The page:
Environmental and Social Impacts of Climate Change in the Caribbean

February 25, 2019

Following the aftermath of Hurricane Maria over a year ago, concerns have grown over the potentially impact that climate change may have on Caribbean nations. The effects of climate change that cause problems globally are even more serious for small islands that already are at risk of various natural disasters. As temperatures rise, nations that are close to the equator may experience even more extreme waves of heat that could be fatal for elderly populations. Changes in precipitation patterns may cause floods or droughts, hurricanes will become stronger and more intense and according to NASA, the sea level will rise 1-4 feet by the year 2100 (Levitt, 2018). These climate changes that will certainly have a major effect on the environment and society globally will be even more significant for the many small Caribbean Island Nations. Hurricane Maria alone resulted in the deaths of nearly 3,000 people just in Puerto Rico. The cost of basic human necessities sky-rocketed, many Puerto Ricans were left homeless, and most of the island was left without electricity for months after the storm (Brindley, 2018). Certainly one of the most fatal hurricanes in the Caribbean in recent years, Hurricane Maria is an example of the types of natural disasters that may become an annual occurrence, putting hundreds of thousands of people in life-threatening situations. So what does widespread climate change mean for the Caribbean? Studies show that climate change will result in drastic environmental and social impacts that will cause a massive increase in poverty, a large population of displaced humans, and irreversible environmental changes to some of the worlds most unique ecosystems.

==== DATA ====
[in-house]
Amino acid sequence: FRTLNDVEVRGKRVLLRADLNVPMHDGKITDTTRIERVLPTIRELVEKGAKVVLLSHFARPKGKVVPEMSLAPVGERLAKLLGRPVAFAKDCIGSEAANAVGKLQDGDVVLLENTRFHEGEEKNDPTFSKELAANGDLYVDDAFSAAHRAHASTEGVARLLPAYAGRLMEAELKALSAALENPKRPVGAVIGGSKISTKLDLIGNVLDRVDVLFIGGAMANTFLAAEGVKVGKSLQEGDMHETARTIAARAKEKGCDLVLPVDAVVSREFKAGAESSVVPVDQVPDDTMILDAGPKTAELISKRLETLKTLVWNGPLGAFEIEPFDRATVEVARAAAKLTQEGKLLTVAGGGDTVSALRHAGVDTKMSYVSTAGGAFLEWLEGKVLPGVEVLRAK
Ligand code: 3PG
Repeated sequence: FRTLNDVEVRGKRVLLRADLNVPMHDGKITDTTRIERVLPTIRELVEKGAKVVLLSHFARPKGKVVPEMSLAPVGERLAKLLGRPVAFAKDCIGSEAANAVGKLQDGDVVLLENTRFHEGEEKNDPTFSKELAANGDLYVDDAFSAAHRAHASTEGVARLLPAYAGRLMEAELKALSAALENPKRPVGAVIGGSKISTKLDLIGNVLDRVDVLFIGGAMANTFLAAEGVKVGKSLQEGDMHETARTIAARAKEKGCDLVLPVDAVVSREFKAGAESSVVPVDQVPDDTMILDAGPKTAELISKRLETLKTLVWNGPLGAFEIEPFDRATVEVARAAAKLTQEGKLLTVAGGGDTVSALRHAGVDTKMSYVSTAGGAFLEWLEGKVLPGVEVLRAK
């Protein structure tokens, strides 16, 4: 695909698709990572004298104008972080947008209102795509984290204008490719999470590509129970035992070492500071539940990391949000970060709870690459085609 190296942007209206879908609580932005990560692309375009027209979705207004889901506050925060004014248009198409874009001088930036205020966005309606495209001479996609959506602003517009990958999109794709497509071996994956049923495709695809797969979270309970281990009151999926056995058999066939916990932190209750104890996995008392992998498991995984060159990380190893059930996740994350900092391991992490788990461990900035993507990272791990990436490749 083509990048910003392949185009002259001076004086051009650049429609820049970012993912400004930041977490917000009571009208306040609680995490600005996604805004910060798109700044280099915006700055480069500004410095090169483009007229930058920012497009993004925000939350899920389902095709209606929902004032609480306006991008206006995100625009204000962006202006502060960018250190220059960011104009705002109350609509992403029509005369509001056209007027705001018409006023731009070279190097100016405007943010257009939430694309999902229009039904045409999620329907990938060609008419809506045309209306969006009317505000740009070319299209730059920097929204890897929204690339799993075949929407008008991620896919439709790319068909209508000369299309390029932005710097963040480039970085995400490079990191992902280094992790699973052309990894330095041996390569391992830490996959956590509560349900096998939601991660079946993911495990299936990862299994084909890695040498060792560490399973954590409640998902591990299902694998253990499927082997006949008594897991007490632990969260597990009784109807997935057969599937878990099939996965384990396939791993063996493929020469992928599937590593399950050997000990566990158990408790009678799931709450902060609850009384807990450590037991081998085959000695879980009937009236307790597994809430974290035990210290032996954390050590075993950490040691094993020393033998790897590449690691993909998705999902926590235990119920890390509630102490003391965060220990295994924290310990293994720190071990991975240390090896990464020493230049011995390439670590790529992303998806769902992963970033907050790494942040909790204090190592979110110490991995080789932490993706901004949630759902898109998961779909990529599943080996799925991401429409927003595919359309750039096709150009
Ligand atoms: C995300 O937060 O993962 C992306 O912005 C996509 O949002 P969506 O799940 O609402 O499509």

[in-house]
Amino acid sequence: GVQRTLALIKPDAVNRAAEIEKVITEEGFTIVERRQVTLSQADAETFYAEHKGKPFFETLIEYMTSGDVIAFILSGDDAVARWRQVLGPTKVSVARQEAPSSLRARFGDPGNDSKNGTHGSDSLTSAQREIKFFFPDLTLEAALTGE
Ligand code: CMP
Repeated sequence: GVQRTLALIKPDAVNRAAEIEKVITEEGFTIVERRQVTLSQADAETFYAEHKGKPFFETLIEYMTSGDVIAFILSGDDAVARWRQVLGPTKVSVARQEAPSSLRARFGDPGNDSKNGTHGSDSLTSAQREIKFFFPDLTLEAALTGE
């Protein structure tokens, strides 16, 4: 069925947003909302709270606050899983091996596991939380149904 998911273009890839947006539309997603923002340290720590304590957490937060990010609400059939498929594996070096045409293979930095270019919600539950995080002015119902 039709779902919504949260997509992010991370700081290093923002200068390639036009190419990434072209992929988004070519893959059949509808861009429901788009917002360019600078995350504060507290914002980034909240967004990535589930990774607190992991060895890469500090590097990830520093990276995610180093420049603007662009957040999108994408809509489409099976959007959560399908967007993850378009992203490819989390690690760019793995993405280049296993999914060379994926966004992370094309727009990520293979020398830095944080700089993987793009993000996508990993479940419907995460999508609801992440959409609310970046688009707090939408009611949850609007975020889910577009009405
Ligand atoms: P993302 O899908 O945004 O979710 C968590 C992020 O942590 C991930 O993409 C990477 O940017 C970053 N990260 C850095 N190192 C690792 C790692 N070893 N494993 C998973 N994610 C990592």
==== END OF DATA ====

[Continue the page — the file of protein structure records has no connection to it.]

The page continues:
Climate change is often discussed with only environmental effects in mind. Although the immediate effect of climate change is environmental changes, these changes often pose a huge impact on the economy, culture, and well-being of a community. Dr. Michael Taylor, a professor of physics at the University of the West Indies writes that the setback to [Caribbean island nations] economies will be measured in years. The initial estimates for rebuilding are staggering. Perhaps even more heartbreaking is the loss of those things that are economically unquantifiable. The drastic reductions in living standards, especially for the most vulnerable, that will continue for months to come. The loss of irreplaceable culture and cultural assets, the mental anguish and loss of lives, the loss of biodiversity, and the destruction of island life as we know it (Taylor, 2017). He continues to explain that following Hurricane Irma, Barbuda was uninhabited by humans for the first time in 300 years as citizens were evacuated before Hurricane Maria. The consequences of climate change are not just a predicted threat for future generations, as the island nations of the Caribbean are already suffering due to the environmental impacts.